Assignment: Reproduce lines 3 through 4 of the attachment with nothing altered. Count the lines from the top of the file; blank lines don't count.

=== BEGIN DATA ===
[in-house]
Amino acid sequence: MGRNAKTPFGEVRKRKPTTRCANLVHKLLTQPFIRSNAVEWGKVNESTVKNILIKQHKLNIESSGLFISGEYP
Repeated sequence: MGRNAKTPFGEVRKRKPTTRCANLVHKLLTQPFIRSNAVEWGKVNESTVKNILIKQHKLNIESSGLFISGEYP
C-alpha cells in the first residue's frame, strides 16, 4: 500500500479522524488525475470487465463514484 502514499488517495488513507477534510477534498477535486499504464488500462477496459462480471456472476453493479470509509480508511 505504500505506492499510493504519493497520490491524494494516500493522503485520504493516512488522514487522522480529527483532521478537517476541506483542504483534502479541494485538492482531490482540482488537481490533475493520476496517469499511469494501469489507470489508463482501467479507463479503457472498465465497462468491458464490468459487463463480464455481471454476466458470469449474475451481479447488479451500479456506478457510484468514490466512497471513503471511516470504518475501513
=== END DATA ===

Repeated sequence: MGRNAKTPFGEVRKRKPTTRCANLVHKLLTQPFIRSNAVEWGKVNESTVKNILIKQHKLNIESSGLFISGEYP
C-alpha cells in the first residue's frame, strides 16, 4: 500500500479522524488525475470487465463514484 502514499488517495488513507477534510477534498477535486499504464488500462477496459462480471456472476453493479470509509480508511 505504500505506492499510493504519493497520490491524494494516500493522503485520504493516512488522514487522522480529527483532521478537517476541506483542504483534502479541494485538492482531490482540482488537481490533475493520476496517469499511469494501469489507470489508463482501467479507463479503457472498465465497462468491458464490468459487463463480464455481471454476466458470469449474475451481479447488479451500479456506478457510484468514490466512497471513503471511516470504518475501513